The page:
I found this article (http://www.diakonia.uniting.com.au/2009/01/19/jean-mayers-reports-on-the-dap-conference-in-fiji/) via google where aspects of the life of a deaconess is described by one of the women in a conference earlier this year. I think the Fiji deaconesses are the salt of the earth, gentle women, focussed on loving the people in their communities. There are no Pajeros, no sitting at the top of the table with the biggest plates of food. The do 'walk in the mud' to visit the people (is one Bishop living in Labasa mentions!
Jean Mayers reports on the DAP Conference in Fiji
January 19th, 2009 ·
I recently attended Diakonia Asia Pacific (DAP) which this year was held in Fiji. Delegates from various denominations in New Zealand, Australia and Korea attended and the President of World Diakonia federation, Deaconesses Louise Williams presided. This was the first time Fiji has hosted a cross-cultural ecumenical meeting, and 100 Deaconesses from various islands in Fiji attended the Conference.
We were welcomed in a traditional Fijian ceremony, where Louise – as our Leader – was presented with gifts including a traditional cape and kava was drunk. Finally, the women told, through dance, the story of the arrival of the early missionaries in the 19th century.
The guest of the conference was the President of the Methodist Church in Fiji, The Reverend Laisiasa Ratabacaca, who welcomed us on behalf of his Church, and introduced the theme of the Conference, The Cross and the Towel, taken from John 13:1-11 (especially verses 4-5). Reverend Laisiasa expanded on the role of servant ministry; in Fiji there is no word for servant. The closest words are ‘tamata cakacaka’ – literally ‘a workman or a working person’ which are indicative of Diaconal ministry. A bible study later in the day gave us the opportunity to reflect on this address.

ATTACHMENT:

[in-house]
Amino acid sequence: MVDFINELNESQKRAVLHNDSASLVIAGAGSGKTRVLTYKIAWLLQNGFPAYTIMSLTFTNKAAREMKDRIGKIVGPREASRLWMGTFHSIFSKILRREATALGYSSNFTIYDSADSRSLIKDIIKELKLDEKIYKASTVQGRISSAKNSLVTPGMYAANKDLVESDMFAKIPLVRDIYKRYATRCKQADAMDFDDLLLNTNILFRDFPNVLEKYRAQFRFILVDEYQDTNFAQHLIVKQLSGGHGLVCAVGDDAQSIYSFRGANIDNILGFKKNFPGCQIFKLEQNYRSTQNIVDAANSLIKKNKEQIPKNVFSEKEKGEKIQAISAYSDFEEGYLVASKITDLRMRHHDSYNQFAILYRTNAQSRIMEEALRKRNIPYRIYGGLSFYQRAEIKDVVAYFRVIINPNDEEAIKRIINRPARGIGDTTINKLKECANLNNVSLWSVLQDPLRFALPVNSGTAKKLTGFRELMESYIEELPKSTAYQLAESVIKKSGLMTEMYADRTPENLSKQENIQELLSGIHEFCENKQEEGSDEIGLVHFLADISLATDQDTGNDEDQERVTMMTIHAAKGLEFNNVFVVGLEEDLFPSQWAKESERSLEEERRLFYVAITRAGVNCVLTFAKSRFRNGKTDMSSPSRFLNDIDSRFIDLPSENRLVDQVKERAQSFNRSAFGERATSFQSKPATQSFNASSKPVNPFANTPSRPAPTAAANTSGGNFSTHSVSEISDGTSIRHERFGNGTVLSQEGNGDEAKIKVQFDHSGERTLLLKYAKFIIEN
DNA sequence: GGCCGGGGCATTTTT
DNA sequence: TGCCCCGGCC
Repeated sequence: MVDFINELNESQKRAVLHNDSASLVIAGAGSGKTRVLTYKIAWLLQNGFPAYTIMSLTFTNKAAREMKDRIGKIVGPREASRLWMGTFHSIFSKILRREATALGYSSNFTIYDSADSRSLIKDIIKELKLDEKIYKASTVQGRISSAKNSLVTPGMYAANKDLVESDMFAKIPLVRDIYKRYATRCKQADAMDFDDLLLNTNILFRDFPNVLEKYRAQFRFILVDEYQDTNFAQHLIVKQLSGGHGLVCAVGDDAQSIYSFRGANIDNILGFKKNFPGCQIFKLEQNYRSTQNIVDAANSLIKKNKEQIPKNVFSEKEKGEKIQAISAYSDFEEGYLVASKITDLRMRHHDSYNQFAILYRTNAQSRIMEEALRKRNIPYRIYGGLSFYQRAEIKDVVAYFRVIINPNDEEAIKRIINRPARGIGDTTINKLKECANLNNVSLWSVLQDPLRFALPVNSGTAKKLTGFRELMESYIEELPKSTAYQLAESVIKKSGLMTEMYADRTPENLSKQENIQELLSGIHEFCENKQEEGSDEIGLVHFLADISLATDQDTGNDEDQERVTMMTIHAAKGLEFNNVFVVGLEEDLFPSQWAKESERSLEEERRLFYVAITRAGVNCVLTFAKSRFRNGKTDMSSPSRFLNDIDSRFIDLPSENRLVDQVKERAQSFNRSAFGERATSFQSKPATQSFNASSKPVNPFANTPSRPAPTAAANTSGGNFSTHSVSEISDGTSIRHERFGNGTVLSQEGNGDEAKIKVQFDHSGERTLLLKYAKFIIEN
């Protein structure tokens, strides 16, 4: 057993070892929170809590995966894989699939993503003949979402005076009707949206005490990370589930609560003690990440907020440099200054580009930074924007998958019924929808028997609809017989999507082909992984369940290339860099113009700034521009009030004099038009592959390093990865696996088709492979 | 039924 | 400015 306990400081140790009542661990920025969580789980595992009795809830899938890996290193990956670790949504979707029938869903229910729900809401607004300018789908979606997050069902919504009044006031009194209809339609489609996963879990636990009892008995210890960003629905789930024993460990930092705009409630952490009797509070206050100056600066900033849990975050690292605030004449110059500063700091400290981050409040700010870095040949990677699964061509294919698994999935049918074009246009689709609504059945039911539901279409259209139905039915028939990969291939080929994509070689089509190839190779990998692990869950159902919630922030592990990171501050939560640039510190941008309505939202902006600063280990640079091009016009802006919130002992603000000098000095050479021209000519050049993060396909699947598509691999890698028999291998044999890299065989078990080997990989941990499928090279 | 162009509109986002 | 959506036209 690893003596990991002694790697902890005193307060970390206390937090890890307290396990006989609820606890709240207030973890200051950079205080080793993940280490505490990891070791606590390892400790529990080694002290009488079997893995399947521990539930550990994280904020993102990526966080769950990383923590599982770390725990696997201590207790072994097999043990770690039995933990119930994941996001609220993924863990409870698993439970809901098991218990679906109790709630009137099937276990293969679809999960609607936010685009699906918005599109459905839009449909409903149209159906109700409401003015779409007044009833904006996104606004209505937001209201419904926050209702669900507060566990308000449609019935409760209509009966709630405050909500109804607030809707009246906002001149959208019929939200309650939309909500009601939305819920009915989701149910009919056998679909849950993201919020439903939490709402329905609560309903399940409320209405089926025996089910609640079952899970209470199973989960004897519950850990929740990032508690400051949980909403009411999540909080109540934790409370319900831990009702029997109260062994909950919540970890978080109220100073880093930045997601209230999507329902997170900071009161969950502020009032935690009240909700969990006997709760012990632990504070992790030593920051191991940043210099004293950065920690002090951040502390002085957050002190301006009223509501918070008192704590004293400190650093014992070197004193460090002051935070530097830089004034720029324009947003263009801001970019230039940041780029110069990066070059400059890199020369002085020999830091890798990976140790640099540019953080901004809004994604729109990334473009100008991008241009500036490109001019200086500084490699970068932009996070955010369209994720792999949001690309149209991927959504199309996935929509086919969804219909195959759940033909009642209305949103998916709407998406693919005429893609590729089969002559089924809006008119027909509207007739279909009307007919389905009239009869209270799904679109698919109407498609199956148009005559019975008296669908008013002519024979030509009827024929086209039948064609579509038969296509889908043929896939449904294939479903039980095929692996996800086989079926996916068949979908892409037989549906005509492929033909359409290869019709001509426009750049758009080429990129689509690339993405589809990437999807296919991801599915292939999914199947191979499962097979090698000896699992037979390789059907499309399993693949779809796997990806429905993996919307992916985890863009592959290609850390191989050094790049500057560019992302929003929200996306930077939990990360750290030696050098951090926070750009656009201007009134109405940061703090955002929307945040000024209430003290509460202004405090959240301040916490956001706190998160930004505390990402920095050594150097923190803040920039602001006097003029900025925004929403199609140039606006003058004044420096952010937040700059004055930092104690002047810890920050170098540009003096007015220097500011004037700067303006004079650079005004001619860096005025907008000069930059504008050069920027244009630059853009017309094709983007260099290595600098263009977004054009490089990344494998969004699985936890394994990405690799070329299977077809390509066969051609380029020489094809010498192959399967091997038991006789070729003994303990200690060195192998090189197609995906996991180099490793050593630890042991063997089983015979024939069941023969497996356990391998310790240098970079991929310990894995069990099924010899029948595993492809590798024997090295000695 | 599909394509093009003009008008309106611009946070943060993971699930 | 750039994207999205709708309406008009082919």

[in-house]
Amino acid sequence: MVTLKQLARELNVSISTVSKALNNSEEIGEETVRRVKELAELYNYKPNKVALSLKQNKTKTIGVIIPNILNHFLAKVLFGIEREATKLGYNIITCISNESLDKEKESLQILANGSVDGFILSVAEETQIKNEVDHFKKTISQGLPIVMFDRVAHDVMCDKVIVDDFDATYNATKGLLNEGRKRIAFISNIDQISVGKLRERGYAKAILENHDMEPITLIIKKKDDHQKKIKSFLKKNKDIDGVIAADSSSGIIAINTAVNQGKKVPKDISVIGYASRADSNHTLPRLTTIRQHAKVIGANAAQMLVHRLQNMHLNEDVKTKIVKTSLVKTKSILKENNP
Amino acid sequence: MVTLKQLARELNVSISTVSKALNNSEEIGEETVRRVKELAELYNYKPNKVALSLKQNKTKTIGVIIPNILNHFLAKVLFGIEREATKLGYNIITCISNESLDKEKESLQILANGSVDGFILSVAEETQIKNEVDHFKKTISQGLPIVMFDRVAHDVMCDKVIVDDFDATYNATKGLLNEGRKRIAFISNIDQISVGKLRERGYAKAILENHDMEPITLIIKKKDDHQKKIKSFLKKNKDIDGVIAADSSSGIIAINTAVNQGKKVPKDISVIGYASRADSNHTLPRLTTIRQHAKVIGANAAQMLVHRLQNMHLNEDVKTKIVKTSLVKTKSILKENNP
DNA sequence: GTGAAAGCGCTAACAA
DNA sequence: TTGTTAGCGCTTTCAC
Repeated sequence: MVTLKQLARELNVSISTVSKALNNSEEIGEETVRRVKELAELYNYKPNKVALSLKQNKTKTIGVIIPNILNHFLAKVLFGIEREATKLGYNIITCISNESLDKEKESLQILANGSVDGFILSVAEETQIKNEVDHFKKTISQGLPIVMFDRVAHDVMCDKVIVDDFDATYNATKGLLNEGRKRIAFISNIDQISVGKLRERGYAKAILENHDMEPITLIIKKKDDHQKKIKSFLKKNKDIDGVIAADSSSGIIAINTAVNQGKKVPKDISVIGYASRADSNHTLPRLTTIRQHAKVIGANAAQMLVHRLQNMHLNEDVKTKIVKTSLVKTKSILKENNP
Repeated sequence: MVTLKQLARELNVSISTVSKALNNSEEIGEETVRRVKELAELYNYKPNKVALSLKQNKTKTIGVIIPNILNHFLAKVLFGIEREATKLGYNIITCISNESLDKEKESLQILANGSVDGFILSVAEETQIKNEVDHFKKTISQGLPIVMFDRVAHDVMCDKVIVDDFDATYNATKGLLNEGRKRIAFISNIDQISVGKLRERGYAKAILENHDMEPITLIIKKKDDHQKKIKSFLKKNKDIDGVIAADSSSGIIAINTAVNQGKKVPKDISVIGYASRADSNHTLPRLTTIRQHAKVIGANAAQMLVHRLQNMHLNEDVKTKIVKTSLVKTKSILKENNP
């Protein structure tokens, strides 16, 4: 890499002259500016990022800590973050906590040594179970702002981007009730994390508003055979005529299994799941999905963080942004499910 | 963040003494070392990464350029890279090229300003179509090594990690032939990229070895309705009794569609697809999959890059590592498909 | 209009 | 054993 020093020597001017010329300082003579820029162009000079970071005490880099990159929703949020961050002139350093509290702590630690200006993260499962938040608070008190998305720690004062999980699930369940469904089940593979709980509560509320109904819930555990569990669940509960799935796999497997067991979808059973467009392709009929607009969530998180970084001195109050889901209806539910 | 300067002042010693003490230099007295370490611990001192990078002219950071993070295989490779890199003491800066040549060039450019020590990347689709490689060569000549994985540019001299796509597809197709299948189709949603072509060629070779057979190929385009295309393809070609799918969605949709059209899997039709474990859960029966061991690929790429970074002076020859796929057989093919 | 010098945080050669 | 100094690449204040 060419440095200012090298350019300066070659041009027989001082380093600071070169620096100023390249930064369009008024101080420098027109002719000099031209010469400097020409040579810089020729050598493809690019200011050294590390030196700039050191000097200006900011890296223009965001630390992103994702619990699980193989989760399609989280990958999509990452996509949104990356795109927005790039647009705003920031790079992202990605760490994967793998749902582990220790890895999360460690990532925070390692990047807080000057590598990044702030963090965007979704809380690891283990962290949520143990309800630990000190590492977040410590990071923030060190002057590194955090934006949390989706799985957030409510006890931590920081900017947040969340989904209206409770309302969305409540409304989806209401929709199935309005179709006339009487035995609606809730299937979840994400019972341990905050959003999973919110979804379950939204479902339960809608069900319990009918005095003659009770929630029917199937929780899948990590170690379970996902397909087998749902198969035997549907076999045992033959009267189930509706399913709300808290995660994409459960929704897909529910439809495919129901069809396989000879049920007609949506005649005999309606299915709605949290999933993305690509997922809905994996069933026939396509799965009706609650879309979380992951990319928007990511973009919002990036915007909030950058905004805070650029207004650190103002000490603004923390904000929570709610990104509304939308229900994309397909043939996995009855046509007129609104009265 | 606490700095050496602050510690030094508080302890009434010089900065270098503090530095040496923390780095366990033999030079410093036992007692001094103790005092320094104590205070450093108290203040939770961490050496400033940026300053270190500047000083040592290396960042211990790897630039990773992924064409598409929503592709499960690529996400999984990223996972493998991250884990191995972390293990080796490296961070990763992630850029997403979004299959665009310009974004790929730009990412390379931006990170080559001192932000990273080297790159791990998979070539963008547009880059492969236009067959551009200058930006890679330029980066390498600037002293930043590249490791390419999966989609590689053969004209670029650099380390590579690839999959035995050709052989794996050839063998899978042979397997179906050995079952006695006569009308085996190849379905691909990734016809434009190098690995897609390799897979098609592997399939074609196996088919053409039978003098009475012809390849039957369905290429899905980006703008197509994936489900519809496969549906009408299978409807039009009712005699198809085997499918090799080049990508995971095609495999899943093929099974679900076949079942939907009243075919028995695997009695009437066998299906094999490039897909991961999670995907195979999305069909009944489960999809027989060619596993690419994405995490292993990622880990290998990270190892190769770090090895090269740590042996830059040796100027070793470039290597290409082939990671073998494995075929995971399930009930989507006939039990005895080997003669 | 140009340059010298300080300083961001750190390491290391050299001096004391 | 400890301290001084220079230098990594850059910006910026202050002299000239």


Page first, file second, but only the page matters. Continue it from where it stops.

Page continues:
In her address, World President Louise focused on – and expounded - the five images of Diakonia:
Telling the Story
Tending the Door
Bearing the Light. (This last image encouraged us to ‘Get up off our knees, and reach for the Light!’)
During this session, a guided meditation evoked powerful emotions for many of us.
An interesting interpretation of the theme ‘Cross and the Towel’ was given by Reverend Tuikilakila K. Waqairatu, Deputy General Secretary of the Methodist Church in Fiji, in a Bible Study. From being ‘At the Door’ in the Study, we were taken ‘Inside the House’ relating to John 13:1-17. Reverend Waqairatu posed the question; as we are ‘inside the house’, we need to ask ourselves what are the moral/spiritual impediments which we carry that require washing/cleansing?
Bible studies and devotions, sharing of ministry issues in our small groups and in our large group was also part of the programme and we came to know one another well during these sessions.
However, there were plenty of opportunities for us to have some fun! A ‘lovo’, meal prepared and cooked in a traditional way, picnic to Mosquito Island, entertainment from each community, and a tour of the local museum was also part of the itinerary.